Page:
Cosmic Vision: Queering Ancient Maya Scared Landscapes
Author(s): Zachary Nissen
As a method of deconstructing and disrupting what is normative, archaeologists have used queer theory to explore aspects of the formation and intersection of identities. In this paper I illustrate how queer theory can be used beyond the study of identity by exploring the relationships between people and places. Comprising 25 cenotes, or karstic sinkholes, Cara Blanca, Belize represents one of the highest concentrations of cenotes in the Southern Maya Lowlands. A highly sacred landscape, Cara Blanca served as a pilgrimage destination during a period of several prolonged droughts (about 800-900 CE). Within this unique environment, Cara Blanca Pool 20 stands out as an exceptional example of the affective relationships between ritual practitioners and sacred landscapes. Consisting of a cenote and a "modified" natural limestone hill, I argue that the landscape of Pool 20 would have connected the human world to the supernatural realms of the heavens and the underworld. Breaking down this connection between people and place, I illustrate how queer theory can be used to explore affect and how a focus on moments of disorientation or confusion in archaeological fieldwork can be used to queer, or deconstruct, established interpretations of ritual and space.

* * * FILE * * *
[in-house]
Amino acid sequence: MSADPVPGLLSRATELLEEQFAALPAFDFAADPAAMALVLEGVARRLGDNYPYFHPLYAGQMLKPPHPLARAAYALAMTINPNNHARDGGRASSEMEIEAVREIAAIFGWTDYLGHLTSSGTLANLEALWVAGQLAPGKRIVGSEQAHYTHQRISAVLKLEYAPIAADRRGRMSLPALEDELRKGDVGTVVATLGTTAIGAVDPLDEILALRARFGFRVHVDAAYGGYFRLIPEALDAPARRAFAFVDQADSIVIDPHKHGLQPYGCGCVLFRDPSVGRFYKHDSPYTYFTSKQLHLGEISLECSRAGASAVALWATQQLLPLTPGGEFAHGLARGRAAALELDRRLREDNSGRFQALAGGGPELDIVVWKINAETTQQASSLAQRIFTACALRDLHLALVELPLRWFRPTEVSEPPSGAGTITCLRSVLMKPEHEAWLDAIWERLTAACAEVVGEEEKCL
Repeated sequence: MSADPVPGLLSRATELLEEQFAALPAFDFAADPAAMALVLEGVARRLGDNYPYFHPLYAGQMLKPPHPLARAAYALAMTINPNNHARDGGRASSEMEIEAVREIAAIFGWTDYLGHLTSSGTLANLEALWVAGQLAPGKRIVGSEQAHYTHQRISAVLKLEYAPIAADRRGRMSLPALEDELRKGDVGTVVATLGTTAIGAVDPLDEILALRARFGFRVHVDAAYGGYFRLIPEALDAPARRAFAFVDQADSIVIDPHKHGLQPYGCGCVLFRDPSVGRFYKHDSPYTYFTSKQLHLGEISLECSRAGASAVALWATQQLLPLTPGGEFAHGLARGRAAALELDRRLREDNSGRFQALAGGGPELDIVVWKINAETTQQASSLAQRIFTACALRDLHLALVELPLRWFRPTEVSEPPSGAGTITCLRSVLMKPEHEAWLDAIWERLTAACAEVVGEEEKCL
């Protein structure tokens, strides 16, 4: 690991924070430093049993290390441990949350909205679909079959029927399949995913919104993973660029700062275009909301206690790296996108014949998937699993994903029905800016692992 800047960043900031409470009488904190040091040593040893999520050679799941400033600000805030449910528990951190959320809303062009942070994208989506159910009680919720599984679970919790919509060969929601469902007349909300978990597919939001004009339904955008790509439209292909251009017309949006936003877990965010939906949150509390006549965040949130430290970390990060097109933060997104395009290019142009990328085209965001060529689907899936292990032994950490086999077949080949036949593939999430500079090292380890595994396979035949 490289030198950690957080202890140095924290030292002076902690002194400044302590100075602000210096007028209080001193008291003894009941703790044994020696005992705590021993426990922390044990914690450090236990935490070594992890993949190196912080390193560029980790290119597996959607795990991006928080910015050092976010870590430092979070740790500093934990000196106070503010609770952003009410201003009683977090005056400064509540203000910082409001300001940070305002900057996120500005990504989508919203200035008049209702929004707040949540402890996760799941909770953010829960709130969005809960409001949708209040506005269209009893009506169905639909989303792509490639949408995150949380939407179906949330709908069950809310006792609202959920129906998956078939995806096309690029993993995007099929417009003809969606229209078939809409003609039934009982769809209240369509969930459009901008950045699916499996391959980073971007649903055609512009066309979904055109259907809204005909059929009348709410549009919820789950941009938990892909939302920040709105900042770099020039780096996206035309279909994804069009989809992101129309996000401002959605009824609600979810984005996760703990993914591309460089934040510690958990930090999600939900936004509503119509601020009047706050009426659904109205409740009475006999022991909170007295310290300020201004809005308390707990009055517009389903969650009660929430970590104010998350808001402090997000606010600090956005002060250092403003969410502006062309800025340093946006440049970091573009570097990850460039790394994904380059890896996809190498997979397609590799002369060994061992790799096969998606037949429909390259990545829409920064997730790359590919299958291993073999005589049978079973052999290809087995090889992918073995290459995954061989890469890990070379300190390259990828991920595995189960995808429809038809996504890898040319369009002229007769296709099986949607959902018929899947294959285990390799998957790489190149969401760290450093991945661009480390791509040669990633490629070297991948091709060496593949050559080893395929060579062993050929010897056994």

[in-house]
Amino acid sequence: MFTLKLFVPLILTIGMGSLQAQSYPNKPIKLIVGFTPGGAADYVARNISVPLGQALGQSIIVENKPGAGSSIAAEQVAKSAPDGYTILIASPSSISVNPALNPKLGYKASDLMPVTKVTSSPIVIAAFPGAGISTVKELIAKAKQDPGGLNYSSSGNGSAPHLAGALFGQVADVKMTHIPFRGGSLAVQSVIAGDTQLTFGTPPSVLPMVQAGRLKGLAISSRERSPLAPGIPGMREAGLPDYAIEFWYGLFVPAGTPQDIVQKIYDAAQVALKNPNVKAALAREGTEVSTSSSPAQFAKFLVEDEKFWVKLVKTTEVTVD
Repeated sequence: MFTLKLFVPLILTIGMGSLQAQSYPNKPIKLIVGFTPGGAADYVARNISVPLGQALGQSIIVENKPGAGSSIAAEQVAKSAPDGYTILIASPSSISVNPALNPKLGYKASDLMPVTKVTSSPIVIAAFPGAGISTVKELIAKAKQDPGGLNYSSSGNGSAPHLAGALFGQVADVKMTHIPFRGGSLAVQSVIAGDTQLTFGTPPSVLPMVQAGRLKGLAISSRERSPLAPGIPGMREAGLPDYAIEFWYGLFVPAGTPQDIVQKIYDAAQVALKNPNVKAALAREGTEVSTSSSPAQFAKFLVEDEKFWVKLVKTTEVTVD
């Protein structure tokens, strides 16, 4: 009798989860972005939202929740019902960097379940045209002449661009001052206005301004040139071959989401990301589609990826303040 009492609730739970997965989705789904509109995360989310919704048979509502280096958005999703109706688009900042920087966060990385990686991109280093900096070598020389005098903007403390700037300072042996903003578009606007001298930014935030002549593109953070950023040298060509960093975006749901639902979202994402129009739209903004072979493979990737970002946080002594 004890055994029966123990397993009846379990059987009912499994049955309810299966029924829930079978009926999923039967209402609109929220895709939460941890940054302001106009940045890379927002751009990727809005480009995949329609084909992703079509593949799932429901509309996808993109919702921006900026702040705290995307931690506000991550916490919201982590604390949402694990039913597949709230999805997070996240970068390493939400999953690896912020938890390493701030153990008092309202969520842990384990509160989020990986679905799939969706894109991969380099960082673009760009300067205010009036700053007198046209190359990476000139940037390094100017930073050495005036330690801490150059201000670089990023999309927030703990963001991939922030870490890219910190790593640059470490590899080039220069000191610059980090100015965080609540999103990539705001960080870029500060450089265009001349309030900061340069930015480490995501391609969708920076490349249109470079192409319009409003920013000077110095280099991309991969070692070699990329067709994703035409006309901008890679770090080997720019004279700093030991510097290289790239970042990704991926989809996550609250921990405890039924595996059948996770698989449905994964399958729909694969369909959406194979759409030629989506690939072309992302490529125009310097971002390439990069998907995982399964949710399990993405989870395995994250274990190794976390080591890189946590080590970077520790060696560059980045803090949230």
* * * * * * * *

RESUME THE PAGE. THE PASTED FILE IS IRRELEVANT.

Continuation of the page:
Cite this Record
Cosmic Vision: Queering Ancient Maya Scared Landscapes. Zachary Nissen. Presented at The 81st Annual Meeting of the Society for American Archaeology, Orlando, Florida. 2016 ( tDAR id: 404582)
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min long: -107.271; min lat: 12.383 ; max long: -86.353; max lat: 23.08 ;